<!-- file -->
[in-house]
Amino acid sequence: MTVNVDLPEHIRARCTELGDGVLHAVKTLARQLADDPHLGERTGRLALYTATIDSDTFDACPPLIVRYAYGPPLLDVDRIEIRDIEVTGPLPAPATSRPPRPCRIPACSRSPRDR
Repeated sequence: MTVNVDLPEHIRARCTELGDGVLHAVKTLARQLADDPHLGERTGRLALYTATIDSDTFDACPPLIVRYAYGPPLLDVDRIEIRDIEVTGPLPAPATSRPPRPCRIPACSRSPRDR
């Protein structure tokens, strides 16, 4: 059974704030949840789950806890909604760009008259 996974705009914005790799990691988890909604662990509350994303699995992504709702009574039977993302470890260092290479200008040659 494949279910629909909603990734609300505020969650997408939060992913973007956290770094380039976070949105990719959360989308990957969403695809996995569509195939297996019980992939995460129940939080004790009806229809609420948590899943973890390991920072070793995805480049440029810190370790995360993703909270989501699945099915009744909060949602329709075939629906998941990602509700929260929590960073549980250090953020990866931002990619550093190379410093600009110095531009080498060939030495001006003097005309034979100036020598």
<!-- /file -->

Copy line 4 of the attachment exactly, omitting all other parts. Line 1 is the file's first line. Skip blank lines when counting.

């Protein structure tokens, strides 16, 4: 059974704030949840789950806890909604760009008259 996974705009914005790799990691988890909604662990509350994303699995992504709702009574039977993302470890260092290479200008040659 494949279910629909909603990734609300505020969650997408939060992913973007956290770094380039976070949105990719959360989308990957969403695809996995569509195939297996019980992939995460129940939080004790009806229809609420948590899943973890390991920072070793995805480049440029810190370790995360993703909270989501699945099915009744909060949602329709075939629906998941990602509700929260929590960073549980250090953020990866931002990619550093190379410093600009110095531009080498060939030495001006003097005309034979100036020598």